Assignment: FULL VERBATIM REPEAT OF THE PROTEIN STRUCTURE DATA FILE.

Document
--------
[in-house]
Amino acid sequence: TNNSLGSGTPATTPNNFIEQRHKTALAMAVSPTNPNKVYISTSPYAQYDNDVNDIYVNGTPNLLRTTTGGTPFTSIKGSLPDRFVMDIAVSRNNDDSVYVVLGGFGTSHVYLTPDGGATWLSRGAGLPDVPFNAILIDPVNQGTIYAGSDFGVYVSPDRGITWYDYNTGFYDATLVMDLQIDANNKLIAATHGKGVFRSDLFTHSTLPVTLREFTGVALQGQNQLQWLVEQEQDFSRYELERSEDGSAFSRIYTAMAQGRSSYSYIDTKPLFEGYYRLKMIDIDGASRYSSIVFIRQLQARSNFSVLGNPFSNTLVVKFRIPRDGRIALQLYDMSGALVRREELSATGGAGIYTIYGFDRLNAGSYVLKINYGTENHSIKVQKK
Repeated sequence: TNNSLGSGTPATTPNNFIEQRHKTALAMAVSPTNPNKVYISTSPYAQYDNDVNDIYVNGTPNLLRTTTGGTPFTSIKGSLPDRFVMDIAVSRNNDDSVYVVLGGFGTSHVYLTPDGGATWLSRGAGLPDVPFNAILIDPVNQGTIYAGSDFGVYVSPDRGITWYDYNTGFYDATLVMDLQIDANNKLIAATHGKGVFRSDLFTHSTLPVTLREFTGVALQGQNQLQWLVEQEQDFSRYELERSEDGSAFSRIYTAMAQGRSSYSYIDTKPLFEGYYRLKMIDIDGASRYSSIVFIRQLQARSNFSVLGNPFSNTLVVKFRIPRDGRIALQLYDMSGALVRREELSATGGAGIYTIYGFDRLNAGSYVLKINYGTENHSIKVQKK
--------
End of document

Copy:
[in-house]
Amino acid sequence: TNNSLGSGTPATTPNNFIEQRHKTALAMAVSPTNPNKVYISTSPYAQYDNDVNDIYVNGTPNLLRTTTGGTPFTSIKGSLPDRFVMDIAVSRNNDDSVYVVLGGFGTSHVYLTPDGGATWLSRGAGLPDVPFNAILIDPVNQGTIYAGSDFGVYVSPDRGITWYDYNTGFYDATLVMDLQIDANNKLIAATHGKGVFRSDLFTHSTLPVTLREFTGVALQGQNQLQWLVEQEQDFSRYELERSEDGSAFSRIYTAMAQGRSSYSYIDTKPLFEGYYRLKMIDIDGASRYSSIVFIRQLQARSNFSVLGNPFSNTLVVKFRIPRDGRIALQLYDMSGALVRREELSATGGAGIYTIYGFDRLNAGSYVLKINYGTENHSIKVQKK
Repeated sequence: TNNSLGSGTPATTPNNFIEQRHKTALAMAVSPTNPNKVYISTSPYAQYDNDVNDIYVNGTPNLLRTTTGGTPFTSIKGSLPDRFVMDIAVSRNNDDSVYVVLGGFGTSHVYLTPDGGATWLSRGAGLPDVPFNAILIDPVNQGTIYAGSDFGVYVSPDRGITWYDYNTGFYDATLVMDLQIDANNKLIAATHGKGVFRSDLFTHSTLPVTLREFTGVALQGQNQLQWLVEQEQDFSRYELERSEDGSAFSRIYTAMAQGRSSYSYIDTKPLFEGYYRLKMIDIDGASRYSSIVFIRQLQARSNFSVLGNPFSNTLVVKFRIPRDGRIALQLYDMSGALVRREELSATGGAGIYTIYGFDRLNAGSYVLKINYGTENHSIKVQKK